Book review: The Shadow Sister by Lucinda Riley

5/5 stars

For background on the series see my review of the first book.

This is my favourite of the series so far, even though it arguably has the most plot holes/annoyances (I’ll get back to that in clearly marked spoilerish sections later on). There are several reasons I’m willing to forgive its flaws. I really love the setting of the story – the English countryside. It reminds me of my childhood, growing up in a small English village. It’s cosy and makes me feel at peace. Old stone houses with creaky floors and doors, fireplaces, fields, woods, nature… It’s pretty much my ideal life. And, Star is definitely the sister I identify most with. Apart from the being uncomfortable with speaking thing, and the fairytale upbringing thing, she’s basically me. She loves cooking, a quiet life, nature, gardens, books…

I also loved the past story. In particular the characters of Flora MacNichol and Beatrix Potter, and the friendship between the two. There seems to be a tie to a famous historical person or two in each of the sister’s backstories. Which I’m totally fine with – it’s all part of that “you have to accept the fantastical backdrop of the series” thing. I, as I suspect did many, grew up with Beatrix Potter books and I still remember the stories and drawings fondly. And both the character and her stories fit so well with the setting and themes of the overall arc here.

Star was the sister I was most curious about since the beginning. In both the first two books much is made of the strong bond between Star and CeCe and how CeCe basically speaks for Star and makes all of their decisions. They shared a room growing up and they’ve lived and travelled together ever since. From the outside it seems like a very strange dynamic, and one wonders why Star – an adult in her mid-twenties at this point – never speaks, never makes any decisions and never goes anywhere without her sister. Is it just something they’ve gotten used to? Is it too hard to break away from the clearly dominant CeCe? Are they happy like this? The first two books do hint at the older sisters being worried about Star and it seems that she may be struggling with playing second fiddle to CeCe.

Mild spoilers for the now story (skip down):

I feel like this is actually never adequately explained in The Shadow Sister. The modern story deals in large part with Star finding her independence and tearing herself lose form this co-dependent relationship. But why was it like that in the first place, when she seems to be unhappy with it? Clearly both sisters needed each other for different reasons at some point, but that doesn’t really explain or justify their bizarre dynamic. It seems that at the time Star’s story takes place, CeCe needs Star much more than Star needs CeCe. Star does not deal with this well. She’s not good at confrontation and speaking up – or indeed speaking at all. I feel that because of this she tends towards being quite rude and inconsiderate towards CeCe. If she doesn’t tell her that something is wrong, how is CeCe supposed to know?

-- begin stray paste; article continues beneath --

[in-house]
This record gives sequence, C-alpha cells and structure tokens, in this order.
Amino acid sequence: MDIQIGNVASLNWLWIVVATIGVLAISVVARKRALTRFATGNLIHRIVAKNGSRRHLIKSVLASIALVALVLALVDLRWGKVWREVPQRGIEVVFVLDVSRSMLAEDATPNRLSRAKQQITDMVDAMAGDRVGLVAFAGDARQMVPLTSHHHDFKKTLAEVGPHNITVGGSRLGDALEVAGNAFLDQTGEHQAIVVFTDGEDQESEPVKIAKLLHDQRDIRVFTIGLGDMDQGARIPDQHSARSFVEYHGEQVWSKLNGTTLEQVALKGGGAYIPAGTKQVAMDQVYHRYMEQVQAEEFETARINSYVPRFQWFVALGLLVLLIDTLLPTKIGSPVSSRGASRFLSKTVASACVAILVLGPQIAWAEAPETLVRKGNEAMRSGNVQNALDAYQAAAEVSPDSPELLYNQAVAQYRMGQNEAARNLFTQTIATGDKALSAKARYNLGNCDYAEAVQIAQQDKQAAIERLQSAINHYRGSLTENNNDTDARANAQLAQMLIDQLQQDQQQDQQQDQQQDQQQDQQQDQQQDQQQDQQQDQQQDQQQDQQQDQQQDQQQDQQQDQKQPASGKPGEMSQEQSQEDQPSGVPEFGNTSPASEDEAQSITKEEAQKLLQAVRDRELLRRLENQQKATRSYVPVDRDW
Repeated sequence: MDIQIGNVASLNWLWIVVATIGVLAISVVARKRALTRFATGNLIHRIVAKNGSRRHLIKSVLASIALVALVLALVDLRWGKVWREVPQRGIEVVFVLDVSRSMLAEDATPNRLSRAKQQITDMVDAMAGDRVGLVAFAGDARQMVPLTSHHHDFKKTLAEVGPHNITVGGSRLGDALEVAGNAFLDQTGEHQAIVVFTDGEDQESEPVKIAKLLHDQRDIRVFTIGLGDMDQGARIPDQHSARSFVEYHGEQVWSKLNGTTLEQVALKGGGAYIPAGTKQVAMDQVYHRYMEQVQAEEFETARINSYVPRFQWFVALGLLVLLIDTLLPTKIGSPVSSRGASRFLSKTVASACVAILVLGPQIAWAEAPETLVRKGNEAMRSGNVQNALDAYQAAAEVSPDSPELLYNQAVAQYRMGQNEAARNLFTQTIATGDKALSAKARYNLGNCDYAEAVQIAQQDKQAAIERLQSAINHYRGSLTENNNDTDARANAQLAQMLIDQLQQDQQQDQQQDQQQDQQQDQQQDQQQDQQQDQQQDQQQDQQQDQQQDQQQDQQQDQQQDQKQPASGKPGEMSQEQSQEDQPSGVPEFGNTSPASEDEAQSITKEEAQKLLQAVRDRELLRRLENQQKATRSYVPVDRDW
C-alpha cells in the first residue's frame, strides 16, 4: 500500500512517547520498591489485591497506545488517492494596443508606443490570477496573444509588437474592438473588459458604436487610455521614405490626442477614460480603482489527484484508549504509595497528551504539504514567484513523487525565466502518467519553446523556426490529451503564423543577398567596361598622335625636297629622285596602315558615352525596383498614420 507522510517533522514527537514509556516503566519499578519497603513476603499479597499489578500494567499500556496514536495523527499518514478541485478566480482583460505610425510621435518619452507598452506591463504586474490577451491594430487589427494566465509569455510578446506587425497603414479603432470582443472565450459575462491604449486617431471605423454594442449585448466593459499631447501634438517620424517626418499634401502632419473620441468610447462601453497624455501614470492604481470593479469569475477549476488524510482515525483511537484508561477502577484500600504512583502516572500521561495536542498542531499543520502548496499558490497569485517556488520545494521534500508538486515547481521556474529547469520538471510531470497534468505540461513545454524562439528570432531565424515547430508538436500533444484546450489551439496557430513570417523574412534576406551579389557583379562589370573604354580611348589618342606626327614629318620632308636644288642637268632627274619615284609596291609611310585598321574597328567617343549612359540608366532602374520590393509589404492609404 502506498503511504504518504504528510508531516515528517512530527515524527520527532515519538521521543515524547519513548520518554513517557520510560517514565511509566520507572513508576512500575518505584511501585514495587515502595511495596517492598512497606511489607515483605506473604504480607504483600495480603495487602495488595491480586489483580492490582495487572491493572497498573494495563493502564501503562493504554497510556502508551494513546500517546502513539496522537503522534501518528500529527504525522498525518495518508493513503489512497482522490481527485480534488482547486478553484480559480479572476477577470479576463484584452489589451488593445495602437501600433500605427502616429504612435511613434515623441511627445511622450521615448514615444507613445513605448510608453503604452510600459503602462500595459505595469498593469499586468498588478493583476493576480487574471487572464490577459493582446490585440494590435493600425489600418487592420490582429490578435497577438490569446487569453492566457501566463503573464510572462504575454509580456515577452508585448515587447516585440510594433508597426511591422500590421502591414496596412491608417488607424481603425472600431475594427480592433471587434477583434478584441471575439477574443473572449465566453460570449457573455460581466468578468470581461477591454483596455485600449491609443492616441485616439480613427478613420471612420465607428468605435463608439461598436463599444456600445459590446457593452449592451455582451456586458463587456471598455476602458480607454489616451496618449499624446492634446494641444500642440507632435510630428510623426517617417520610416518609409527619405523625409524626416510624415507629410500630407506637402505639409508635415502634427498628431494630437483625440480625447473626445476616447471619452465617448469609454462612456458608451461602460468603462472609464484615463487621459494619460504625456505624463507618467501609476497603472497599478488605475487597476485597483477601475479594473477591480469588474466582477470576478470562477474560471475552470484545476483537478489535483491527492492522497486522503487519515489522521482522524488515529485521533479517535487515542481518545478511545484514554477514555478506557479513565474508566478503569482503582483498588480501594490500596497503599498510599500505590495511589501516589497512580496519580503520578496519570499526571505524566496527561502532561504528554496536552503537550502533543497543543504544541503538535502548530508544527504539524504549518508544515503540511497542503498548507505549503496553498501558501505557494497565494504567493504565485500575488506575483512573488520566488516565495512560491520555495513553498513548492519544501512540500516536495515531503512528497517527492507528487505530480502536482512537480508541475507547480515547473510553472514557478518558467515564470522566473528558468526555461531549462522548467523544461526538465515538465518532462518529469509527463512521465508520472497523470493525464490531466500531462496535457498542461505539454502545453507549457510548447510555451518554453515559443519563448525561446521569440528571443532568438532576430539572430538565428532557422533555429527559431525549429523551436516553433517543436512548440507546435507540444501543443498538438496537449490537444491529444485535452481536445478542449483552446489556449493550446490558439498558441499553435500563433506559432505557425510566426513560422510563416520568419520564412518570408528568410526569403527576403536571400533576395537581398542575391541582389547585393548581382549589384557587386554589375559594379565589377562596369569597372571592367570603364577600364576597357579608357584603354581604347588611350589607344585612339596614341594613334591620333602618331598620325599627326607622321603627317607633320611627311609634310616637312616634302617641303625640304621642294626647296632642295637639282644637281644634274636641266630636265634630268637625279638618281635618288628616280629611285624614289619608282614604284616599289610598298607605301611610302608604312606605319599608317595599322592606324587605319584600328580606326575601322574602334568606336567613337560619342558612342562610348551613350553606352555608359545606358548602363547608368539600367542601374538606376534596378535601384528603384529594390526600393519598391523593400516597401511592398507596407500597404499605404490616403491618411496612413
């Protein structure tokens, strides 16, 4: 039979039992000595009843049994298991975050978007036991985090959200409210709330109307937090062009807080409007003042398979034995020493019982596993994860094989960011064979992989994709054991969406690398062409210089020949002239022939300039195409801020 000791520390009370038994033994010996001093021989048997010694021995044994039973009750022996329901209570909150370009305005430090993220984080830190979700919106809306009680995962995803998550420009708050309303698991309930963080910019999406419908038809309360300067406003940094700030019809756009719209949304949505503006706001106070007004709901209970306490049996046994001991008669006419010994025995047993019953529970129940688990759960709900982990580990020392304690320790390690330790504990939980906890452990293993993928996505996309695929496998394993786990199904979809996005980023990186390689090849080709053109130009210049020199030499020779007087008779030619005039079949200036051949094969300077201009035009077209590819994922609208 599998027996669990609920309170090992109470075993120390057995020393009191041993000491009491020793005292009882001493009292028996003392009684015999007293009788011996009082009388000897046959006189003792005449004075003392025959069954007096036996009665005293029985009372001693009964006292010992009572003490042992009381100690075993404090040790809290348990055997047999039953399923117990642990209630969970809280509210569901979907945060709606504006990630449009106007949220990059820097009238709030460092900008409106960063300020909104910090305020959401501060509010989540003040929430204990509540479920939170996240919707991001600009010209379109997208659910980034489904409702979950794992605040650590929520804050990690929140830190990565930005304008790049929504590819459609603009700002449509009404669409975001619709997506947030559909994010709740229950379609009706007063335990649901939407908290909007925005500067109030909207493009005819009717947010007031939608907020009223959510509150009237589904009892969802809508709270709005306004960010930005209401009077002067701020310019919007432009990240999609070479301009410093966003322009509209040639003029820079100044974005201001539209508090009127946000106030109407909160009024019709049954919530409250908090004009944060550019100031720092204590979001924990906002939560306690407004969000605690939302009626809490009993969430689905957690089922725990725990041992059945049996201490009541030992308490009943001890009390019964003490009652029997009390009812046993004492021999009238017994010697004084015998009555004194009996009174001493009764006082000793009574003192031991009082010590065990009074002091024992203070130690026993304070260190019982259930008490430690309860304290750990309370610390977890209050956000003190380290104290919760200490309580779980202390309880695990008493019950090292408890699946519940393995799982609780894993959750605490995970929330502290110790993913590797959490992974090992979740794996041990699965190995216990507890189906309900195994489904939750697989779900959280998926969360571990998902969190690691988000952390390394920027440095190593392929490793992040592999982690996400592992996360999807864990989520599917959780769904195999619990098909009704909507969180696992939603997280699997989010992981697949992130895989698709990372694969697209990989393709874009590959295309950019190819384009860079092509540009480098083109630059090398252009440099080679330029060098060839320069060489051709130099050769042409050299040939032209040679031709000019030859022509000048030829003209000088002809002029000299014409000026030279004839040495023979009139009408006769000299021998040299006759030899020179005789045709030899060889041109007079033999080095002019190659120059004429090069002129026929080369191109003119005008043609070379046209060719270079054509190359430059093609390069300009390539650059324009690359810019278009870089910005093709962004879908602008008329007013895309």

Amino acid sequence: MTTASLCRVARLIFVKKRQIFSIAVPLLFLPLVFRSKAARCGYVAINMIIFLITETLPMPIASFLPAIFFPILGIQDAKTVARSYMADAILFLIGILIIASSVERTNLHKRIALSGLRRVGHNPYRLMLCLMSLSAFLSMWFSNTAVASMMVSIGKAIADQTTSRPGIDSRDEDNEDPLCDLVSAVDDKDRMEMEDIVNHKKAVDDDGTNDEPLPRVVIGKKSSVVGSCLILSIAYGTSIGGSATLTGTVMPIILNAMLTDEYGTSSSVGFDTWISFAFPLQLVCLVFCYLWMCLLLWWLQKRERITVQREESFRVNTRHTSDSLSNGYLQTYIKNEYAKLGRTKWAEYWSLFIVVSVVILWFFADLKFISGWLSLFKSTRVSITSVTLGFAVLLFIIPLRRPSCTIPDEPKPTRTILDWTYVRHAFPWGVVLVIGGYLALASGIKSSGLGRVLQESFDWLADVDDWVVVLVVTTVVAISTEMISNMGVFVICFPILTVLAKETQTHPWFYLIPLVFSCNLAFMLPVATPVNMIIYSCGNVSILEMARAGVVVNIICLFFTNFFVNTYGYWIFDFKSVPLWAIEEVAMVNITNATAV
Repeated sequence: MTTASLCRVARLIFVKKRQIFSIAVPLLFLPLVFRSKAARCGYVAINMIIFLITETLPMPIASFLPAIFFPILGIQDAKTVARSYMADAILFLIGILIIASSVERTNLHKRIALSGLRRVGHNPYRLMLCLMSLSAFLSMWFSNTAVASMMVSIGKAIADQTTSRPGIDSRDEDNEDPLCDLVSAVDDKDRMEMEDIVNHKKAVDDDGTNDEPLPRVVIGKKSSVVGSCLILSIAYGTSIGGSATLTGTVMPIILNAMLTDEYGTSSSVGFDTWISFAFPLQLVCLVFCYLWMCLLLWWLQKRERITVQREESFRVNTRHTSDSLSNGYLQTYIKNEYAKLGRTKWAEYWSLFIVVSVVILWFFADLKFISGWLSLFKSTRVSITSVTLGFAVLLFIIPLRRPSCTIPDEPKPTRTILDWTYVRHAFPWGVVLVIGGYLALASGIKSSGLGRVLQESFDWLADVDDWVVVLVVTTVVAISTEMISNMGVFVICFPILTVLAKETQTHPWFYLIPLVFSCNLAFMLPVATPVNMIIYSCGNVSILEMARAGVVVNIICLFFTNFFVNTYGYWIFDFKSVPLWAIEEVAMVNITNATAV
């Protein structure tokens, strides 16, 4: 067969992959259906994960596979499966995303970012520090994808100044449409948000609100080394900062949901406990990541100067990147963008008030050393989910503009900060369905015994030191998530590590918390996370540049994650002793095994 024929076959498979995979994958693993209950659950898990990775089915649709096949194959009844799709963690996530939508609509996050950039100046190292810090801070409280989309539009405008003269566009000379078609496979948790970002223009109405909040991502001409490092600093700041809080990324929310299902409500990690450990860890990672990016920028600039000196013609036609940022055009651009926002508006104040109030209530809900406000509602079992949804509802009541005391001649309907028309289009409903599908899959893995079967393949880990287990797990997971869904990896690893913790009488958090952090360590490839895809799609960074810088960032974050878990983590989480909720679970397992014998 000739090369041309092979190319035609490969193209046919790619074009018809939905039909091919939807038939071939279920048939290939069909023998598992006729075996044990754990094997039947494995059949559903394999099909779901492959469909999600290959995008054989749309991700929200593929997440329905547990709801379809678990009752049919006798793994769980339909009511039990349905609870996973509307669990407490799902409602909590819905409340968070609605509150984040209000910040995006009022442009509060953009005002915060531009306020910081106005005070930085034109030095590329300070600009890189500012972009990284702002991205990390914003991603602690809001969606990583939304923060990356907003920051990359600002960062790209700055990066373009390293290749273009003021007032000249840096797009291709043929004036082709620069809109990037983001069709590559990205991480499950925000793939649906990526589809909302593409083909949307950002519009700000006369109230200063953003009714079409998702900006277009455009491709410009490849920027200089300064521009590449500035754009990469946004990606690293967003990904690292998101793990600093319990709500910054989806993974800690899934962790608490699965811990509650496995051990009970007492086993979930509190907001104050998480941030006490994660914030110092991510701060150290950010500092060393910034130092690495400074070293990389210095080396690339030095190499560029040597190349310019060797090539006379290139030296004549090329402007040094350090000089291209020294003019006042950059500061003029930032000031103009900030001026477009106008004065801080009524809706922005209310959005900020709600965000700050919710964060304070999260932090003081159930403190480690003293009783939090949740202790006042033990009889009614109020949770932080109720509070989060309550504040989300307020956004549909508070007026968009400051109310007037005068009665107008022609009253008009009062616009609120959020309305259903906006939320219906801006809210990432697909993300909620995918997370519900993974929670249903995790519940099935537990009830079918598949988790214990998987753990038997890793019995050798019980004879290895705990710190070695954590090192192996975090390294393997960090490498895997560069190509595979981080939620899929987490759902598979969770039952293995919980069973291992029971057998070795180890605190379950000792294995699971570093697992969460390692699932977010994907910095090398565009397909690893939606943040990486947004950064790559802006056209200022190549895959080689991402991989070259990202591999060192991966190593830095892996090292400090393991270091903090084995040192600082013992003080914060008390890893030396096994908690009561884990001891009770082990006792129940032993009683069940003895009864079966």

I also don’t really understand what Star’s problem is. I mean, I’m a quiet, careful person too – like I said, in most respects Star is very similar to me. But her issues with having a normal conversation with basically anybody seem quite extreme. I feel as if the character of Shanthi was brought in just to illustrate Star’s difficulties with communication and making friends, but again it doesn’t really shed any light on what’s behind her issues. Star seems to have no diagnosis or trauma to explain her odd behaviour. I kept waiting for an explanation that never really came. I thought that was what her big reveal to Mouse towards the end of the book was going to be about, but no.

Star’s clues to her past lead her to a second hand/rare bookshop in London. Conveniently Star and CeCe are already living in London, so she’s only a bus ride away. It works well with Star’s personality that her destination is geographically close by, as I feel like it would have been too big of a hurdle for her to have to travel abroad by herself to discover her past.

After much hesitation she picks up the nerve to not only enter the store but also talk to the proprietor of said store – Orlando. Orlando is my favourite present day character. He is the perfect rare bookshop owner. His books are his life. He’s eccentric and distracted, but a very kind and affable sort of fellow. He’s constantly quizzing Star on literature and referencing obscure literary trivia. He loves to eat well and have a glass of wine with lunch, and like Star he has a sweet tooth. I liked him immediately.

Orlando gradually manages to draw Star out of her shell a little, and he offers her a job in his store. Of course it doesn’t pay very well but it is pretty much a dream job for Star who is as passionate about books and literature as Orlando is. And I’m kind of jealous. I often think I’d enjoy a low-key kind of job like this in a cosy café or bookshop. Something Star says later on when she’s talking about what to do with her life really resonates with me: